: HAD's Occupational Therapist Jonathan Hill with the well-designed Multi Grip by Able2 and the not so good Culinaire One Touch and Paring Knife by Zyliss. Culinaire are aware of a problem with their packaging and have recently re-designed it (inset).

HAD’s Occupational Therapist Jonathan Hill with the well-designed Multi Grip by Able2 and the not so good Culinaire One Touch and Paring Knife by Zyliss. Culinaire are aware of a problem with their packaging and have recently re-designed it (inset).

The modern phenomenon of heat-sealed plastic packaging, also known as blister packs, shows little or no sign of abating.

In the mobility sector badly designed packaging can cause problems for many older and disabled people. It’s not just difficult to open it is potentially dangerous too.

At Welwyn Garden City-based charity HAD’s equipment centre many of the smaller mobility aids are packed so tight an able-bodied person would struggle to break into them unscathed. For a one arm amputee or someone with arthritis, MS or a skin condition like psoriasis or eczema, it can be almost impossible to open these products.

Jonathan Hill is one of HAD’s Occupational Therapists:

“Heat sealed packaging is an industry problem and not the fault of one manufacturer. However, it’s ironic that in our sector all products need to be easily accessible, and at the moment they are not.

“Disabled people need help not hindrance when buying mobility products and they are not getting it from some mobility product suppliers.”

Jonathan is also concerned that many people might destroy the packaging in order to get the product out.

“I am worried that there might be problems taking the product back if it wasn’t right for them.

“I know that some disabled people can ask a family member of carer to help open the product but at HAD we try to promote independent living and these problems with packaging hardly promote our ethos.”

However it is not all bad news. The Multi Grip by Able2, formerly Pro Medics, is an example of good, thoughtful packaging. The plastic cover has a wrap-around design that is simple to unclip from the back. Others like Culinaire’s One Touch can opener and a kitchen paring knife by Zyliss are difficult to access.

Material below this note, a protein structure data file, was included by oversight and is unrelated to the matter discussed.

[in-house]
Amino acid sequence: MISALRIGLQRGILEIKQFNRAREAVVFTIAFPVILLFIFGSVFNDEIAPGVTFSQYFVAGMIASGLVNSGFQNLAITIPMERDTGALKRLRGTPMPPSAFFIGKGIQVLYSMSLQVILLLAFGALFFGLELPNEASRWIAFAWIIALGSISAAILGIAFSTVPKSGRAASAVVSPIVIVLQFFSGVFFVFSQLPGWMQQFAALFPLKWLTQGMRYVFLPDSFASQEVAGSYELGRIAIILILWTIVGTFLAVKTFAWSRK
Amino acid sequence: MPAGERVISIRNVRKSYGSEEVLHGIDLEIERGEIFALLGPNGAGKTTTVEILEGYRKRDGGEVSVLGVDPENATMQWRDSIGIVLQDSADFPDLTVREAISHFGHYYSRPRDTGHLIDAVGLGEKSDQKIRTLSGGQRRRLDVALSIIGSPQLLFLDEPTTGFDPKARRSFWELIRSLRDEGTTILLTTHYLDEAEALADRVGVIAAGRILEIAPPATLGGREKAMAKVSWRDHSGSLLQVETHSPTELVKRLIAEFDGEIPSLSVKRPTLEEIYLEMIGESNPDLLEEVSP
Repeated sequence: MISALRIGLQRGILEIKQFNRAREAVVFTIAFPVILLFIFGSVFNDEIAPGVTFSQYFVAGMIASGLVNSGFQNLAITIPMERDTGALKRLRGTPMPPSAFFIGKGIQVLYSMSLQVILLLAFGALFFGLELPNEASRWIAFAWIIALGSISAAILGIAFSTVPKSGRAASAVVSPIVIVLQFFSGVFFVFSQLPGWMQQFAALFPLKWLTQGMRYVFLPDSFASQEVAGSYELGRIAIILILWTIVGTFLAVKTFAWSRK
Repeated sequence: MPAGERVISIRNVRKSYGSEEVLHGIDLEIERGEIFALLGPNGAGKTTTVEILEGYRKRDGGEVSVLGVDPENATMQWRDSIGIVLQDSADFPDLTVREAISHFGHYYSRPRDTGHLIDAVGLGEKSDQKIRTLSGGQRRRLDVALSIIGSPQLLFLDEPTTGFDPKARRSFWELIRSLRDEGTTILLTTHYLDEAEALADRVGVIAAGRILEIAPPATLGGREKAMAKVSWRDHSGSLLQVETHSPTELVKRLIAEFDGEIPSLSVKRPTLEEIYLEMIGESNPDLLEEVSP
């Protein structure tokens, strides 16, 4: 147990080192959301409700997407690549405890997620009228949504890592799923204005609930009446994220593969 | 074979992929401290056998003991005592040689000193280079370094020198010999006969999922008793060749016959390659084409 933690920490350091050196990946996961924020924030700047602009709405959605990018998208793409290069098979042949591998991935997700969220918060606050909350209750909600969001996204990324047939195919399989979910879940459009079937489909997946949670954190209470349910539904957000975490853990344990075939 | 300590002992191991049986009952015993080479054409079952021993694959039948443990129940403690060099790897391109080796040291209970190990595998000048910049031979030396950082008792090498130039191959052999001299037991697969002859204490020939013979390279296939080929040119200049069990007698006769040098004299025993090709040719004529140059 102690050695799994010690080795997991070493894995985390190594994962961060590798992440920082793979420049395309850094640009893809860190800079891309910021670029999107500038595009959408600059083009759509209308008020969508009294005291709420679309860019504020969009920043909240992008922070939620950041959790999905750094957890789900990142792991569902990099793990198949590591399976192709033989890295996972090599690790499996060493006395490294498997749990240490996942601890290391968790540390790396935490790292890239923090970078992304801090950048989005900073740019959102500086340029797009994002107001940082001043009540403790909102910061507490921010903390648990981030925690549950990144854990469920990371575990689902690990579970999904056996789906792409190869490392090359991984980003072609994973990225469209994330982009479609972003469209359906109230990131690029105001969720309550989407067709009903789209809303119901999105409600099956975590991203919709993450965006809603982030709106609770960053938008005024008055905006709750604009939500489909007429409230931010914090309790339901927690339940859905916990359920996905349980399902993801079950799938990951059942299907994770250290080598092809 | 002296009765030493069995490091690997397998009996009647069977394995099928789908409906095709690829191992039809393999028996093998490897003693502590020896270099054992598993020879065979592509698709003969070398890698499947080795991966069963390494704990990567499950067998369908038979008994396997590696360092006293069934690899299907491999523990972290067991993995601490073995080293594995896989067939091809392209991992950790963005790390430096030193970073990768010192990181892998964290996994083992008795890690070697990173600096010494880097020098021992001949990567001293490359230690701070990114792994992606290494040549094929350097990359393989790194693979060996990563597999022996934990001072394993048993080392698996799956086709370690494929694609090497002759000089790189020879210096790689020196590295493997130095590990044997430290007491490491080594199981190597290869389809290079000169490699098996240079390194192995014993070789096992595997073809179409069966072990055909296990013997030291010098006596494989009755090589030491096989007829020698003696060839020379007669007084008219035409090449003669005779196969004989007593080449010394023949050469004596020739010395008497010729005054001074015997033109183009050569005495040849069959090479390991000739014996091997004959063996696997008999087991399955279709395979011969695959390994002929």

Culinaire and Zyliss have acknowledged there are problems with their packaging and are currently addressing this.

Enabling older and disabled people to lead an independent life

Enabling older and disabled people to lead an independent life

A spokesperson for their designers and manufacturers DKB said:

“Whilst the Culinaire One Touch and Zyliss Paring Knife packs are great at point of purchase and are suitably robust to stand the rigours of being in store on a peg, we have already noted it can be difficult for those with limited hand mobility to open them.

“With this in mind, we have undertaken a packaging refresh. The new packaging for the One Touch is a blister front with card rear, held together with three simple to open adhesive pads. It will start to appear in stores early in 2017. The Zyliss Paring Knife packaging is currently under review and the new design will be launched in late 2017.”

New Culinaire packaging front

New Culinaire packaging front

Whilst this is encouraging news this global infatuation with plastic packaging needs a drastic re-think. It’s a problem for everyone and has far – reaching ecological implications too. Perhaps it is time for manufacturers to come up with an alternative to plastic, not just for us but for future generations.

HAD enable older and disabled people to lead an independent life and have been doing so for almost sixty years. Their main services are:

Equipment centres in Welwyn Garden City and Hillingdon providing a huge range of mobility products and advice;

A 24-hour accessible transport service;

A driving centre providing assessments and lessons and

Information and advice.

For more information on HAD visit www.hadnet.org.uk or call 01707 324581.

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